5 Reasons Why N26 is Moving to Kotlin

Pat Kua
Pat Kua
May 3, 2018 · 4 min read

Like any modern technology company, we use many tools to bring our banking platform to life. Many of our backend services, for example, are implemented in Java. And our engineering team has tried out both Scala and Typescript — but later decided it wasn’t for us.

N26 loves Kotlin!

As part of our way forward, I’m excited to announce that we are moving towards adopting Kotlin as our major development language for our backend services.

In this article I’ll outline why and how we came to that decision.

Why Kotlin?

I like to describe our engineering culture as pragmatic. We don’t pick tools because they are “shiny,” “new” or “theoretically better.” Instead, we pick tools because they help us solve customer problems in a more simple, clearer way. Simplicity is one of our company values after all. It’s also another reason that our “Get Stuff Done” mindset carries over to the name of our “Get Stuff Done Days (GSDD).”

We went down the path of exploring Kotlin for a number of reasons including the following:

  1. Kotlin is easy to learn — Kotlin has an incremental learning curve. It doesn’t look too different from Java and our team found it easy to feel productive when they started learning and playing around with it.

There are many other reasons we ended up with Kotlin, but I am very happy with the result. It means our engineers have a more productive toolkit that lets them focus on building software that addresses real customer needs. All this without leaving a build, deployment, and tooling ecosystem that already provides a lot of value.

How we chose Kotlin

Since we’re becoming a larger company, standardizing the implementation language helps engineers move from service to service and focus on learning the domain, rather than a completely new tech stack. It also means that teams benefit from the same platform infrastructure (logging, monitoring, etc) that enables us to spin up new services quickly and enables much more productivity.

Our process for picking Kotlin looked like:

  1. Enough engineers talked about Kotlin as something that we should look into.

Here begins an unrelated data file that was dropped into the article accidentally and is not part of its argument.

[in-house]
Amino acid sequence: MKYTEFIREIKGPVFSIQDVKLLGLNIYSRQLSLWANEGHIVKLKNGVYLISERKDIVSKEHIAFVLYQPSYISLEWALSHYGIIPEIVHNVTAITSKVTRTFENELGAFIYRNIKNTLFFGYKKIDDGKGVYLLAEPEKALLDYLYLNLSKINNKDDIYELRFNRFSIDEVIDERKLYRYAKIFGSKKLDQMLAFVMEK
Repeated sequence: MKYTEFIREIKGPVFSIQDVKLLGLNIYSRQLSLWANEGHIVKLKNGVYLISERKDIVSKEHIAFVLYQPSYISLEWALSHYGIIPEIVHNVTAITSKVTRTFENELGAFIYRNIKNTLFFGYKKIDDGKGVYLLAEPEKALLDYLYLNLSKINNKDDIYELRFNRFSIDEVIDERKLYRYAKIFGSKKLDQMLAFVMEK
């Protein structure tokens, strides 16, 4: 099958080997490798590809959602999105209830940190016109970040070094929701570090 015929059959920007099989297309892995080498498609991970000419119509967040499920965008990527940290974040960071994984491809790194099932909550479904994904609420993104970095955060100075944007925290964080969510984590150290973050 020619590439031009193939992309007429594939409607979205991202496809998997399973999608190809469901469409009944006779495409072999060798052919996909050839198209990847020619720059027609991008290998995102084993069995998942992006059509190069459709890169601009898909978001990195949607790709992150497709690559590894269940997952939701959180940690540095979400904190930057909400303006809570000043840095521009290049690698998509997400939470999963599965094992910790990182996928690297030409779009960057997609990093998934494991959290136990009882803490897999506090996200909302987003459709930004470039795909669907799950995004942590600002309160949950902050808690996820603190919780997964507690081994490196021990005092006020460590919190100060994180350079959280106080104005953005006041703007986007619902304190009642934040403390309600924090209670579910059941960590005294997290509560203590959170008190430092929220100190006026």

On our journey of adoption

We’ve already managed to convert 10% of our GitHub repositories are into Kotlin and we are learning more about the ecosystem and gotchas that it, like all languages, has. I’m betting that the developer-usability focus that Jetbrains brings will help Kotlin succeed in becoming a popular language that engineers enjoy developing in. I know that our engineering team enjoys it too.

Interested in writing some Kotlin with us?

If you’re interested in Kotlin and would like to join us on the journey of building the mobile bank the world loves to use have a look at some of the roles we’re looking for here.

InsideN26

It takes people of all makeups to create a bank that adapts…

InsideN26

It takes people of all makeups to create a bank that adapts to the needs of millions. That's why we mix data, intuition, and heart. To build a powerful tool, to make life that much easier. We're some of the best at what we do. And want you to be too.

Pat Kua

Written by

Pat Kua

Chief Scientist, former #CTO of @N26 #author of http://thekua.io/evolarch http://thekua.io/twtl http://thekua.io/retrobook . ThoughtWorks alum.

InsideN26

It takes people of all makeups to create a bank that adapts to the needs of millions. That's why we mix data, intuition, and heart. To build a powerful tool, to make life that much easier. We're some of the best at what we do. And want you to be too.